The mother’s contemporaries, who also feel, in some ways, on the scrapheap of life, are by contrast enterprising, resourceful, cheerful survivors. One of her friends, Zhu Yuan (Li Qinqin), does trades with monks: shoulder massages in exchange for fruit lifted from offerings left at a shrine. Another old friend, Baogang (Li Wenbo), a man in an ambiguous relationship with an off-screen fierce wife, starts a fling with the mother while selling her useless trinkets. She is half-helped and half-used by her friends, gullible. In turn, she is in a mercenary relationship with Wu’s grandfather (Huang Wei). She helps him, cooks for him, and hopes one day to inherit from him, all the time fearing he will leave her destitute.

Those are all uneasy relationships, laden with hurt, mistrust, and hope. Hope defines this film, which is more than anything a tragi-comedy. Asked about the film’s title, variously translated from the Mandarin as Poignant Stories or Tender Histories, Yang Mingming has commented that its intended title was ‘Hope in the midst of desperation’.

There’s a finely calibrated sense of drabness mixed with homeliness. The film takes care not to show the hutongs as picturesque, nor squalid. When Yu Shan (Yuan Li), a better-off friend from film school comes to visit, she marvels at Wu’s home and her neighbourhood. It is picturesque to her, but less so to the audience, which sees much of Beijing through Wu’s eyes.

Cinematographer Shen Xiaomin shot the film in that spirit, saying later on that he was at one with Yang Mingming in wishing to privilege characters’ emotions. Shen Xiaomin is a documentary director as well as a cinematographer. Some images just pop, revealing the undercurrents of otherwise unremarkable situations. A memorable shot, plunging upwards towards the mother’s face, a ceiling fan in the background, provides a glimpse into psychological horror, yet is funny too.

The long tracking shots through the lanes of the hutong were filmed from the back of a motorcycle, and a small camera used for interior scenes. There is a sobriety and economy of style to “Girls Always Happy”. The formal self-assurance of the film stands out, and has perhaps something to do with the ensemble work of the cast and crew. Shen Xiaomin is a DoP is also a documentary director, Yang Mingmin is a director who is also an editor (she edited “Crosscurrents”, which won a Berlinale Silver Bear in 2016) as well as writer and actor, and Nai An, who plays the mother, is also a successful, long-standing film producer.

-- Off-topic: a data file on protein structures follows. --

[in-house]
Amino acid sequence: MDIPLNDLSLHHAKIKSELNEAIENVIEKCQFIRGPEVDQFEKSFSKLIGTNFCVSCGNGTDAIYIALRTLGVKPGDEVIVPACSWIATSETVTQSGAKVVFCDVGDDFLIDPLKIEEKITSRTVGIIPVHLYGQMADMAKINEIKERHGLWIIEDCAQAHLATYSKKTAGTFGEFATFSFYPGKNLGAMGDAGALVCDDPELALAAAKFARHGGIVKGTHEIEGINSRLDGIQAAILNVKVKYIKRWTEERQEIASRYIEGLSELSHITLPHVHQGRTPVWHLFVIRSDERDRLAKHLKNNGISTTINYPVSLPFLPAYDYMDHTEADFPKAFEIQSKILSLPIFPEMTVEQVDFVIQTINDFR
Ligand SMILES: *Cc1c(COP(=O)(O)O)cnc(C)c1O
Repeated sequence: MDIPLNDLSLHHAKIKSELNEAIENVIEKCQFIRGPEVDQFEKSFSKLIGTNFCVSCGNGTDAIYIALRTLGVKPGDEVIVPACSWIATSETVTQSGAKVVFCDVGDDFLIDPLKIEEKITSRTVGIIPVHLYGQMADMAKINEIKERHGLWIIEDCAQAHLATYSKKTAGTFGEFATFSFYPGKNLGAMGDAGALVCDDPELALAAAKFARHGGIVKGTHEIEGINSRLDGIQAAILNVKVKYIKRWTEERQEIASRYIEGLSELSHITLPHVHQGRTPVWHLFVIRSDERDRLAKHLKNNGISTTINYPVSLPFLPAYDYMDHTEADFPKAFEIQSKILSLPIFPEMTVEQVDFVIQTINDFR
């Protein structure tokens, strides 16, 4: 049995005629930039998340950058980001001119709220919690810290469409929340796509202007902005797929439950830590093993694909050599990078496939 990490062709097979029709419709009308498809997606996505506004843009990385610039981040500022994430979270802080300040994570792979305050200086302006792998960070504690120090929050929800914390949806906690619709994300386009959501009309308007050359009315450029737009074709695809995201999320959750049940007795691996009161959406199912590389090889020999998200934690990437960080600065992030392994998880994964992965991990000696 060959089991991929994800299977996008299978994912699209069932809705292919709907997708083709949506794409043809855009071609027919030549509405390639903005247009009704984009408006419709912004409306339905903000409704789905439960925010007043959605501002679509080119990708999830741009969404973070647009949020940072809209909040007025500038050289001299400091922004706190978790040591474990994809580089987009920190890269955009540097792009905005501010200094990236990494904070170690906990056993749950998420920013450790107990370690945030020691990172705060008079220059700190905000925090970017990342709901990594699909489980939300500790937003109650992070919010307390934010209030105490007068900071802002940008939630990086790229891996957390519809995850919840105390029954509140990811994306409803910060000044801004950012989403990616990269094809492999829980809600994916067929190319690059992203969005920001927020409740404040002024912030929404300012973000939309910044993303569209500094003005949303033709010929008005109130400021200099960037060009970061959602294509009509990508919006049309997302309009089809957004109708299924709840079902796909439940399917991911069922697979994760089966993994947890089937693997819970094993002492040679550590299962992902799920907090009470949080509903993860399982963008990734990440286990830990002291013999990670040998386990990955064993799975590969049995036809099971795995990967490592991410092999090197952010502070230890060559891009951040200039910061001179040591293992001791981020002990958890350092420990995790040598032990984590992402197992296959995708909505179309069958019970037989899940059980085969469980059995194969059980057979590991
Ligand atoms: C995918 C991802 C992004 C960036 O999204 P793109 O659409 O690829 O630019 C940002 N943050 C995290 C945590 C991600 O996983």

One magical night, after Wu has finally sold the screenplay her former boyfriend had been dismissive about, daughter and mother go to town, their cares lifted. On the way home, they get lost in an unfamiliar hutong, a maze of quiet alleyways far from home. Wu grabs a bicycle and ventures off to find a way out for both of them. Their quiet, happy mood is sustained through this setback. Eventually they board a bus.  The camera looks out into the night, through the windscreen, and a poem appears on screen. It’s a funny poem, a tongue in cheek dig at little children – they may appear cute, but the writer of the poem (as it happens, it is Yang Mingming again) declares herself unmoved:

…Only your mother loves you

Truly Loves You

Don’t bother smiling at me…

“Girls Always Happy” feels fresh, original. It shows a different way to be, to try and flourish, even when stuck. Wu has the good fortune of inner freedom, and stubborn belief in herself. We are getting more of these heroines in contemporary film. Long may this last.

Director, Writer, Editor: Yang Mingming
Cinematography: Shen Xiaomin
With Yang Mingming, Nai An, Zhang Xianmin, Li Wenbo, Yuan Li, Huang Wei, Li Qinqin